Vivid Moves to Have AHF Disqualified in Measure B Suit
LOS ANGELES — Vivid Entertainment late yesterday filed court papers seeking to have the AIDS Healthcare Foundation disqualified as intervenors in the studio’s legal fight to stay enforcement of Measure B.
The studio and co-plaintiffs Kayden Kross and Logan Pierce told the court that they will seek the court’s reconsideration of its earlier decision because of yesterday’s U.S. Supreme Court ruling in Hollingsworth vs. Perry.
“In Hollingsworth, the court holds that the proponents of ballot initiatives, like intervenors here with Measure B, ‘have no ‘personal stake’ in defending its enforcement … distinguishable from the general interest of every citizen of California and thus lack Article III standing,” Vivid attorneys said in yesterday’s motion for reconsideration.
“The decision in Hollingsworth bears not only on the court’s grant of intervenors’ motion to intervene, but also on the pending intervenors’ motion to dismiss and plaintiffs’ motion for preliminary injunction, which intervenors opposed but defendants did not. All courts have an obligation to ensure standing and jurisdiction at all stages of a case.”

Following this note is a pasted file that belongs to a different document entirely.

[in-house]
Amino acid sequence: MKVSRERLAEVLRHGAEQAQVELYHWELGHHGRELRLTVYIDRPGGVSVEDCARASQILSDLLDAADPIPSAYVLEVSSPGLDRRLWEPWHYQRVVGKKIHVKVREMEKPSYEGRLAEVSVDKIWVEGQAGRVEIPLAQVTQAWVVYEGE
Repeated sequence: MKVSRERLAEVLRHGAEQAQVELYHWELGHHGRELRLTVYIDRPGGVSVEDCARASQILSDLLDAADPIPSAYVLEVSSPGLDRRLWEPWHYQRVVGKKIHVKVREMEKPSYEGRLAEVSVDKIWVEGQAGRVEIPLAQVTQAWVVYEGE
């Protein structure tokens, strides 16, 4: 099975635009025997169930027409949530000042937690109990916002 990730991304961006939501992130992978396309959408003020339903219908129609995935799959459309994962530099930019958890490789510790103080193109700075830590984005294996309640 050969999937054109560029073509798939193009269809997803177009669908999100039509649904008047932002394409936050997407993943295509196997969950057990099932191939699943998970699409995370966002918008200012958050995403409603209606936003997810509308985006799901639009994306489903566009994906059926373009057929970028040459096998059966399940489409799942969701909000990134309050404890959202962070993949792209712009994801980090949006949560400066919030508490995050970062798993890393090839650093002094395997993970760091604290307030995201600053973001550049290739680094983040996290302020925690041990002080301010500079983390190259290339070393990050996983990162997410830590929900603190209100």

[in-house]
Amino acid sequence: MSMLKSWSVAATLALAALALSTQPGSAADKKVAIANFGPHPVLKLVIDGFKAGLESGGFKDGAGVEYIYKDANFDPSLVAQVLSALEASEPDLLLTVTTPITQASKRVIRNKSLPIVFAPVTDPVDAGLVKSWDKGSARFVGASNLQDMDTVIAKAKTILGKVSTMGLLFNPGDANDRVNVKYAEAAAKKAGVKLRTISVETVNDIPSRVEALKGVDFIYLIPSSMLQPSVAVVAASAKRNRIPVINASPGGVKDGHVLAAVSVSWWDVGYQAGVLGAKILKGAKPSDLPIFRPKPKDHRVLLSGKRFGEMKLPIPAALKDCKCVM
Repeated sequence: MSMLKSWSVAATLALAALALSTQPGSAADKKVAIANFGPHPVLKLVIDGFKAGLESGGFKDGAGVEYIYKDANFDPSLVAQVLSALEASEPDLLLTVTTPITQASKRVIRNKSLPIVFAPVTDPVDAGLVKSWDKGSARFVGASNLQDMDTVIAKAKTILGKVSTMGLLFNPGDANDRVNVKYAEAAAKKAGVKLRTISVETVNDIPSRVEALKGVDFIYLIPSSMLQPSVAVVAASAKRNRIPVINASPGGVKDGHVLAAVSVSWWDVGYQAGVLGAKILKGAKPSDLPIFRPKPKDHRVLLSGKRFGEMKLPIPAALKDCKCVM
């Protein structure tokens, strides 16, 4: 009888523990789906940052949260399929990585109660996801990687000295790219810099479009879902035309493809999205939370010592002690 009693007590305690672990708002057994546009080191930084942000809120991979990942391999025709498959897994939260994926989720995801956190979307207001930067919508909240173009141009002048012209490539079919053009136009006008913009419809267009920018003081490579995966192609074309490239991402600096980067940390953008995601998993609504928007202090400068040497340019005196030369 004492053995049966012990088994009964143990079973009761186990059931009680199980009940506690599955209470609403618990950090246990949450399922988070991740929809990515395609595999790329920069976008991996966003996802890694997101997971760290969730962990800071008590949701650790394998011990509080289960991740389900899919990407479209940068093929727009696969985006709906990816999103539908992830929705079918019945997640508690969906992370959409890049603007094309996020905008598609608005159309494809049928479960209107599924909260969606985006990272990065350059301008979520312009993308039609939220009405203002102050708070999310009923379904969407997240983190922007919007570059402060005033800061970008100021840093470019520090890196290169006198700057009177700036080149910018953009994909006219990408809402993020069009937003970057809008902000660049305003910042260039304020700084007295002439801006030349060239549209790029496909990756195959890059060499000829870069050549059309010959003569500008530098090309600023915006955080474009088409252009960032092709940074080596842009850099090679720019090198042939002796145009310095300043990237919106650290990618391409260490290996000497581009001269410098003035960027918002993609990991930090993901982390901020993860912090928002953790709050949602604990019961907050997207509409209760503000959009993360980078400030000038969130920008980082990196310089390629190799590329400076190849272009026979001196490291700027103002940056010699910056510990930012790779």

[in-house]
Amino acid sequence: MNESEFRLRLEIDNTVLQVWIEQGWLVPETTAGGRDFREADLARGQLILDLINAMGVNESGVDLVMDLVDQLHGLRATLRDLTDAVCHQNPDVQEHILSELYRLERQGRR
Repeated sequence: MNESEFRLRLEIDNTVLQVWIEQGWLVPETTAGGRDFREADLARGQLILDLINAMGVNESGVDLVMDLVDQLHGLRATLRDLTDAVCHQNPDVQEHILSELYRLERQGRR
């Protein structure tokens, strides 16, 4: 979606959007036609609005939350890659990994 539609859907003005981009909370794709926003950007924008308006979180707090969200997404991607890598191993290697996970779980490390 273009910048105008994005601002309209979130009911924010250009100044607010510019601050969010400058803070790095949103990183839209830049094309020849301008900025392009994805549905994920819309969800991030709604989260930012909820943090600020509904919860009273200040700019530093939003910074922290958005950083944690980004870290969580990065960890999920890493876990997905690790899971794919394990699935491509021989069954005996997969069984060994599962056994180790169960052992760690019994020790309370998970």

In April, U.S. District Judge Dean Pregerson ruled that the AHF could intervene in Vivid’s suit seeking injunctive relief over enforcement of Los Angeles County’s Safer Sex in the Adult Film Industry Act, which was approved by voters in November.
The court granted AHF’ s motion to intervene based on the Hollingsworth ruling, which was decided at the 9th U.S. Circuit Court of Appeals.
That ruling held that opponents of gay marriage behind California’s 2008 Proposition 8 effort had the constitutional authority, or standing, to defend the law in federal courts after the state refused to appeal its loss at trial years earlier.
Among its affirmative defenses, the AHF said that it had reserved “the right to have proponents of Measure B intervene and defend the constitutionality of Measure B in light of the Proposition 8 gay marriage ban decision.”
But on Wednesday, the U.S. Supreme Court ruled that was incorrect and vacated the 9th Circuit opinion.
Vivid, led by a trio of famed adult entertainment industry attorneys — Robert Corn-Revere, Paul Cambria and H. Louis Sirkin — are seeking injunctive relief over enforcement of Measure B